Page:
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Laying Track in Nicholas County

Text and photographs by Sam Jordan

In 1948 and ‘49, the New York Central and the Chesapeake & Ohio railroads jointly constructed a railroad in Nicholas County to haul coal from a new mine that was under development. This story is about the track-laying phase of that project. It tells about the men, their work, their methods, trials, and accomplishments. It is also about the passing of an era.

Within a decade of this project’s completion, manufacturers and railroads began developing an array of sophisticated equipment, using the latest technology in hydraulics, controls, and guidance systems. Operated by a few men, these modern machines did away with many of the operations we performed on this job. What we did in Nicholas County was soon a thing of the past and will never be repeated.

The new rail line ran from an initial turnout on the existing C&O line near the confluence of Gauley River and New River. It extended northeasterly about 15 miles toward Summersville. At the upper end, where the coal mine was being developed, there would be two miles of yard track. There were numerous bridges and culverts along the line as it snaked in and out of hollows, running along certain ridges and cutting across others. Access to the work sites was by various dirt roads and trails leading away from the villages of Swiss, Drennan, Lockwood, Zela, and Gilboa — all located along State Highway 39.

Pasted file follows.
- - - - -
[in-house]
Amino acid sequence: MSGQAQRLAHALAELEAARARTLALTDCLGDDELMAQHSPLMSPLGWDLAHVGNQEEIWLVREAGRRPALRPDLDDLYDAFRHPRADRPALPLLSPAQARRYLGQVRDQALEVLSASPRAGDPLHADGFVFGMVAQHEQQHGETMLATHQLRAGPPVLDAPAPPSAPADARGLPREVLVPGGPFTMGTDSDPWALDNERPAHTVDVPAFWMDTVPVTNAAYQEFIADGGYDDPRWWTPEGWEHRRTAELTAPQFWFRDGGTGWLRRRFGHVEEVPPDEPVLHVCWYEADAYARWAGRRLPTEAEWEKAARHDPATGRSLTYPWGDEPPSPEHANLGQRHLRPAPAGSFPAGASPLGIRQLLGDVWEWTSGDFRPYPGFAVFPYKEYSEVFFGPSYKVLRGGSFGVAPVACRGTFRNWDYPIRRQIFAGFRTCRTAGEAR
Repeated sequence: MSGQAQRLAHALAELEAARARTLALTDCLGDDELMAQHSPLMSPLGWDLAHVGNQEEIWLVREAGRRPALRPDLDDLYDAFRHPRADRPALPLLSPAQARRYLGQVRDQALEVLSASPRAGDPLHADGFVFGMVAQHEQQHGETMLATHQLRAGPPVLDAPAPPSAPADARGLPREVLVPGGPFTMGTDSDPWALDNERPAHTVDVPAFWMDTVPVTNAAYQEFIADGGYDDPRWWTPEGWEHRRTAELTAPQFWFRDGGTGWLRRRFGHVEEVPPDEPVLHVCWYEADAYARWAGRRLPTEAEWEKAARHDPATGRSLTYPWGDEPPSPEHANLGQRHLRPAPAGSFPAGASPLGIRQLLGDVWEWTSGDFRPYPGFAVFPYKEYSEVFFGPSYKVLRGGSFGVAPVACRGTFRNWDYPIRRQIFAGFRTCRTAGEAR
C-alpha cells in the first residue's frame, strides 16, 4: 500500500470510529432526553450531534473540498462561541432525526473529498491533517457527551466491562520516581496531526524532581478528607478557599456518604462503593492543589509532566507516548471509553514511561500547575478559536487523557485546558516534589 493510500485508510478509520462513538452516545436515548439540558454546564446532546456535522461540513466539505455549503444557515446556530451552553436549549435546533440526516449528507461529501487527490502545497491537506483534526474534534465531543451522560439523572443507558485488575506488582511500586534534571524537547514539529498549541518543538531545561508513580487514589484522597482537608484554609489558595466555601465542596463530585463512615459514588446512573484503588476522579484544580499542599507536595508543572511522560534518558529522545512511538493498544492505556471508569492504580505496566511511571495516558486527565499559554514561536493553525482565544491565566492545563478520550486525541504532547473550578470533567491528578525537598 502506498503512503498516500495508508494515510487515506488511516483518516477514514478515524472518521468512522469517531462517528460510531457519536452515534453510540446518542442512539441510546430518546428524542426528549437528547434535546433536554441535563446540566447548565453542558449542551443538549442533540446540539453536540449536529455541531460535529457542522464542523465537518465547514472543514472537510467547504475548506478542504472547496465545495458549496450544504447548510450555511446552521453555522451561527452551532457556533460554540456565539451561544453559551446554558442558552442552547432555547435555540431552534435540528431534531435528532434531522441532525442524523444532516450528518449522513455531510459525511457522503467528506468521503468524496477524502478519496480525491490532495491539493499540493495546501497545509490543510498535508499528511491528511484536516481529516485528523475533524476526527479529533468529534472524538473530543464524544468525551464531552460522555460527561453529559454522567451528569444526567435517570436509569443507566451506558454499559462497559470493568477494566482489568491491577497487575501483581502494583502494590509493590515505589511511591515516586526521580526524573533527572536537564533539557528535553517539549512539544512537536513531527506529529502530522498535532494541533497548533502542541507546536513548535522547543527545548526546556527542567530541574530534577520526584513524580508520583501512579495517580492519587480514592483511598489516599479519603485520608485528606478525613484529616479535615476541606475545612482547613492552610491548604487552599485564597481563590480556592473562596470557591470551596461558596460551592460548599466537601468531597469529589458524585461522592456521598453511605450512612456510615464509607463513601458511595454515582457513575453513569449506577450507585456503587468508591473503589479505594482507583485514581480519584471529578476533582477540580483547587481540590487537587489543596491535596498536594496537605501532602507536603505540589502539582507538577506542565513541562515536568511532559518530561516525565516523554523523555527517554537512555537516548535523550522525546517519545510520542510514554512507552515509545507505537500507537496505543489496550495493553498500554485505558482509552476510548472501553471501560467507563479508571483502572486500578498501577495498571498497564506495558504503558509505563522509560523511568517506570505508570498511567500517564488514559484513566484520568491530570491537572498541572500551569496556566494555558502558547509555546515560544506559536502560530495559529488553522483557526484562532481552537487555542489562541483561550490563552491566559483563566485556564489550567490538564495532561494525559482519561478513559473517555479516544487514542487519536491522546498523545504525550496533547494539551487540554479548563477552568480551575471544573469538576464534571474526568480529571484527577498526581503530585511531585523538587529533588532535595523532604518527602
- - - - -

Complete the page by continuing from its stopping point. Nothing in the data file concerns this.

The track work was contracted to Royce Kershaw Company of Montgomery, Alabama. They established a field office in Belva near the C&O team tracks. Kershaw’s general superintendent was C.W. Springfield, with Buck Lancaster as general foreman. I was the field engineer. One company foreman and several locally hired foremen were the other supervisors. The main work force of about 40 laborers, 15 teamsters, and operators were transferred in from other projects. Kershaw’s work force, built up over time, was racially mixed and integrated the skills, talents, and abilities of men from different backgrounds and lifestyles. There were no social issues. There were a few disagreements between the men, mostly personal in nature. The men worked well together, and things ran smoothly on the job, as I recall.

Track crew in Nicholas County
Track crew in Nicholas County in the late 1940's, constructing a railroad to haul coal from a new mine. Here, workers adjust the track, at right, while general foreman Buck Lancaster, at center with hat, inspects their work. Photograph by Sam Jordan.

You can read the rest of this article in the Fall 2003 issue of Goldenseal, available in bookstores, libraries or direct from Goldenseal.